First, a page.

ISIS had been preparing for an apocalyptic battle in a Syrian town that they believe would signal the end of the world.
At first glance, the town of Dabiq does not look significant. With a few clusters of houses in a flat field, the town looks unimpressive. It holds no importance economically and strategically, and it has no natural resources to boast of.
However, for ISIS, Dabiq is the location where an old prophecy from the prophet Mohammed will take place. The prophecy says, “The last hour will not come until the Romans arrived in al-A’maq or Dabiq, and an army consisting of the best people on earth in those days will hasten them from Medina.”
The militants believe the great battle called al-Malhama al-Kubra will happen in Dabiq, and once they defeat the “Romans” — a term they have used to mean the U.S. and its allies — the end of the world will come.
Since Aug. 24, the Free Syrian Army (FSA) has moved south into the militants’ territory in the hope of breaking through the heavily guarded ISIS stronghold. And in the past few days, Syrian forces have captured villages near Dabiq as it advanced toward the town, which they claimed they would reach in less than 48 hours.
The rebel group, backed by forces from Turkey and the U.S., planned to infiltrate ISIS’ stronghold in the town of Dabiq in an effort to hurt the militants’ morale. With Syrian and Turkish fighters surrounding the town and capturing the nearby villages, and U.S. airstrikes hitting Dabiq, the militants appear to be facing a defeat.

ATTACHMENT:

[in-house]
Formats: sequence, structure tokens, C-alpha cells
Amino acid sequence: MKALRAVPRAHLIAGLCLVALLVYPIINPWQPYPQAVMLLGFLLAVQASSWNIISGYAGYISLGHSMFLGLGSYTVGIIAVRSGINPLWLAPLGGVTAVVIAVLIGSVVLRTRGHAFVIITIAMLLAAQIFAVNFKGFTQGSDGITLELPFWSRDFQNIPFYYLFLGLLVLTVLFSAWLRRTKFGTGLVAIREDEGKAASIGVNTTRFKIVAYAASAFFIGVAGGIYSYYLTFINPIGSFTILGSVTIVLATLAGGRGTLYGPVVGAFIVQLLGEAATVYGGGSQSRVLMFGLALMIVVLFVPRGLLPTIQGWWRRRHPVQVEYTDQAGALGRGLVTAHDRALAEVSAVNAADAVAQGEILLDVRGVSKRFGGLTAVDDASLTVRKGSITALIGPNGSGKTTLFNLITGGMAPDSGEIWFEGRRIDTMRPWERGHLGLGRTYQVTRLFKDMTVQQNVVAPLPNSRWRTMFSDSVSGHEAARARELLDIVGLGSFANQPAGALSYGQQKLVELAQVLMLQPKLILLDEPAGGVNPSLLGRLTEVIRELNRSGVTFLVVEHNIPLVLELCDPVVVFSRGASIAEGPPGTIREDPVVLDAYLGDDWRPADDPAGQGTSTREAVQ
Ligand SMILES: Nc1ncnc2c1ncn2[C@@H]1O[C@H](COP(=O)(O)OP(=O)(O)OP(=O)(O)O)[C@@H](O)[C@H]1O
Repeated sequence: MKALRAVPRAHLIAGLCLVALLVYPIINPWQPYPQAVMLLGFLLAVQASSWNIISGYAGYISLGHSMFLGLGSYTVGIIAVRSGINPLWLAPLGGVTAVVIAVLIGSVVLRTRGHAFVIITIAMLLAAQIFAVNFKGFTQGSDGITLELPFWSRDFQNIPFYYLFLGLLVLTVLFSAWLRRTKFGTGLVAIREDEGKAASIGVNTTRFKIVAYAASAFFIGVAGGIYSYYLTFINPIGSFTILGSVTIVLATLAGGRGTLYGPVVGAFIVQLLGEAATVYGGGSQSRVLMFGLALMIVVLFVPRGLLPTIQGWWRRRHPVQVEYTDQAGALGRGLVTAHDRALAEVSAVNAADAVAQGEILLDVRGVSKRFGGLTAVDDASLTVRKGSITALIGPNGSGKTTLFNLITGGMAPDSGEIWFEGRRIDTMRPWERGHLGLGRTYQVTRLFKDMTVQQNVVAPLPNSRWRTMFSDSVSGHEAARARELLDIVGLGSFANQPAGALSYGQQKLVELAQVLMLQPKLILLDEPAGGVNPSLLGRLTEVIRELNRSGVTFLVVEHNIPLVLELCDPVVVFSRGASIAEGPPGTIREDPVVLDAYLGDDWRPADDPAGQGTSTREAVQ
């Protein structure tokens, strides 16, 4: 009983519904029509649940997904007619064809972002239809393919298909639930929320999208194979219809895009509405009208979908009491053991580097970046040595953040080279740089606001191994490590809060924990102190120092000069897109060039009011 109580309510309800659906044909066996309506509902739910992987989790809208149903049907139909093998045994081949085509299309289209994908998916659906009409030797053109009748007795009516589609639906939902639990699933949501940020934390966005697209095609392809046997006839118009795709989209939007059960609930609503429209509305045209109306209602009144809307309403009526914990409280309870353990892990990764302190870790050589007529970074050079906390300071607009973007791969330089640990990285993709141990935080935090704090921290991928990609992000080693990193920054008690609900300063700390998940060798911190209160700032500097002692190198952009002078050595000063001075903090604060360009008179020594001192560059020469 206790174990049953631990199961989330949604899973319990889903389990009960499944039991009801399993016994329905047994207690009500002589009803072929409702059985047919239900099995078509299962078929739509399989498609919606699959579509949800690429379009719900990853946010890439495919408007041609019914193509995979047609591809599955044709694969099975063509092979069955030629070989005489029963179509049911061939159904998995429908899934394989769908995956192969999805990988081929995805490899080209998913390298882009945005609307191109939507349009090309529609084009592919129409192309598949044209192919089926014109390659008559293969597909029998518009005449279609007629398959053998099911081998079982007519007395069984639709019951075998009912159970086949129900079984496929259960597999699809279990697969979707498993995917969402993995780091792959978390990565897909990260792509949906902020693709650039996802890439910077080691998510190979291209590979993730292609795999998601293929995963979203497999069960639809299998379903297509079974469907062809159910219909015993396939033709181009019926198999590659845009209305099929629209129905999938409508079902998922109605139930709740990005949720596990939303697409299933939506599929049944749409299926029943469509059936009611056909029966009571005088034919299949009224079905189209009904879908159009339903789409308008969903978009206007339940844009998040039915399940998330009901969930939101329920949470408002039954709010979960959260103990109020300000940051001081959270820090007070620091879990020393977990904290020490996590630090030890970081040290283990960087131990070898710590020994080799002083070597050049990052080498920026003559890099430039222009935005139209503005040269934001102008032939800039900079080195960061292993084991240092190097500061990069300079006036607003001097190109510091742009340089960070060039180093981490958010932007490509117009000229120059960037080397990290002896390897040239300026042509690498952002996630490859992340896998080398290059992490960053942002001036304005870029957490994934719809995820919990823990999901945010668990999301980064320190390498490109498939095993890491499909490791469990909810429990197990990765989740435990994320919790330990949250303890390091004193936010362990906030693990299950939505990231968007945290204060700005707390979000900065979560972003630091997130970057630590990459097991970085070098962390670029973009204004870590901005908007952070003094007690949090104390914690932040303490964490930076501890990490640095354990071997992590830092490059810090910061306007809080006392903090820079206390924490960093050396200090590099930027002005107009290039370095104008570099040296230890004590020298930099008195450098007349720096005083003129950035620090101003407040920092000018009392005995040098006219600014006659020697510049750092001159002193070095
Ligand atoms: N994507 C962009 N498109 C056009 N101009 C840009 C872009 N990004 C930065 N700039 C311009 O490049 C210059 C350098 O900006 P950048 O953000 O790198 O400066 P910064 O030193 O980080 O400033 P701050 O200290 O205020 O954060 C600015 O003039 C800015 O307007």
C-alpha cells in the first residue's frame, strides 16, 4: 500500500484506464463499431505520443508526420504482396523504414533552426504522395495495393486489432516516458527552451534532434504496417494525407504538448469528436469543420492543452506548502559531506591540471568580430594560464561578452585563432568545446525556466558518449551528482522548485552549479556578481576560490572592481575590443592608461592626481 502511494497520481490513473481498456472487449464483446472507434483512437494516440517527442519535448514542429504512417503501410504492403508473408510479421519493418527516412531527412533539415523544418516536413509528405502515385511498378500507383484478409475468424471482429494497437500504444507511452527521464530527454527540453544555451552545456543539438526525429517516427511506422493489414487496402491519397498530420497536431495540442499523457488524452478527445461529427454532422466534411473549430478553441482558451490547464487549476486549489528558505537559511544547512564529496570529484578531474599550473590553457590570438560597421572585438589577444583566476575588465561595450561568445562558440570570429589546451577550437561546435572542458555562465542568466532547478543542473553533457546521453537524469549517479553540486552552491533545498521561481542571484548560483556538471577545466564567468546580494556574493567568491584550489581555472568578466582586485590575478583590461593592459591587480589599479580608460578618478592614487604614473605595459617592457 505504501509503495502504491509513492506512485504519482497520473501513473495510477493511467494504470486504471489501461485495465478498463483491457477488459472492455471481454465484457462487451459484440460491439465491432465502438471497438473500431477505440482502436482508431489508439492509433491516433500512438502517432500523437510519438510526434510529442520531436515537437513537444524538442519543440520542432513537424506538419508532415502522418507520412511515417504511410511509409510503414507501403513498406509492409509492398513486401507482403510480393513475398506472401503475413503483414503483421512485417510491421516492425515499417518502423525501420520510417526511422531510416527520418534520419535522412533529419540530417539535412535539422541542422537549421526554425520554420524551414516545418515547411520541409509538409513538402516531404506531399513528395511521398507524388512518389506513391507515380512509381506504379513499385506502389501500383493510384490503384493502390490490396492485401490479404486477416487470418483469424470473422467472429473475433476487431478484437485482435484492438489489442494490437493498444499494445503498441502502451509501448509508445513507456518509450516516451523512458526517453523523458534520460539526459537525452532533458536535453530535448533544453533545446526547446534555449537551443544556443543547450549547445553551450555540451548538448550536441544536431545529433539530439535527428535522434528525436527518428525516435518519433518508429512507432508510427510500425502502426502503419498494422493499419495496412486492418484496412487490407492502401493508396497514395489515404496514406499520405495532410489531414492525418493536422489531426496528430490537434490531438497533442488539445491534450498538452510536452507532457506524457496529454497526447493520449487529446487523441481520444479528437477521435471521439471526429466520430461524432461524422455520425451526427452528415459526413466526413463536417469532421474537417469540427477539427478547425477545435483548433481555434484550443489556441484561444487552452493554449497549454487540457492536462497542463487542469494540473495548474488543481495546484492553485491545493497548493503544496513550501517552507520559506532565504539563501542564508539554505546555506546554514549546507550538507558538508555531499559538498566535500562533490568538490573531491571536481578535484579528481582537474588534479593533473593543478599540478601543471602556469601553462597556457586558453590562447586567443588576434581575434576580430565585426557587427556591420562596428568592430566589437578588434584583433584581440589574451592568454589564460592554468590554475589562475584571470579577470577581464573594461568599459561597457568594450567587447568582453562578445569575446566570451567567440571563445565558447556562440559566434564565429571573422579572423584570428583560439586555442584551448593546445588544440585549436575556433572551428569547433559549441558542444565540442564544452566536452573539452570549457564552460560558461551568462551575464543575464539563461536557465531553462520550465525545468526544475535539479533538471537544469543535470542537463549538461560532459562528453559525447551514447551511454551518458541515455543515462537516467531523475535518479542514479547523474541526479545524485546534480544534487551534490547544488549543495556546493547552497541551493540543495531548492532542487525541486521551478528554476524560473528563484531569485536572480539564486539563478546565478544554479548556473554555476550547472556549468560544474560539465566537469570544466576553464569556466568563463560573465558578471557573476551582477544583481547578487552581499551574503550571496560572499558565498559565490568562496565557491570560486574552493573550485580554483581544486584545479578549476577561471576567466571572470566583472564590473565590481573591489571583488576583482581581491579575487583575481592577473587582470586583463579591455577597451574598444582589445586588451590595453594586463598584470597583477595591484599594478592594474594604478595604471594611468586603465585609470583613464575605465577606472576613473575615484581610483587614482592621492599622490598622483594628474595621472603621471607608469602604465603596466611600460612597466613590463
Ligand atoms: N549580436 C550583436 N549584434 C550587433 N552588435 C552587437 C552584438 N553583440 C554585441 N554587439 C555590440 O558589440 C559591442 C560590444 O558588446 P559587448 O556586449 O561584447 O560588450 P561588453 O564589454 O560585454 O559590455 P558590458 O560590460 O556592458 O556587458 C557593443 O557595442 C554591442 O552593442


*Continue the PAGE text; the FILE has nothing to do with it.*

But will the strategy to weaken the militants’ morale by striking Dabiq actually work? Some analysts believe it won’t. Kyle Orton, research fellow at the Henry Jackson Society, said that if the militants should lose in Dabiq, they would probably just claim it’s not yet the right time.
“ISIS' narrative stresses the setbacks the believers must go through to get to the promised land, so they will adapt to this pretty easily by simply saying that the showdown with Christendom was not meant to happen this time,” Orton said, according to Express.
However, a defeat in the town could cripple the group’s ability to recruit.
“The coming loss of the town — probably in the next fortnight — will be a blow to ISIS' ability to recruit, and the Turkish intervention, which has closed the border and driven a wedge between the opposition and al-Qaeda by giving the rebels a realistic alternative, jihadist recruitment in general seems set to suffer in Syria,” Orton said.
The militants are also claiming another probable site of the apocalyptic war. Al-Amaq, which lies near Antakya in southern Turkey, is also mentioned as a place of victorious battle against the “Christian armies” will happen, Express reported.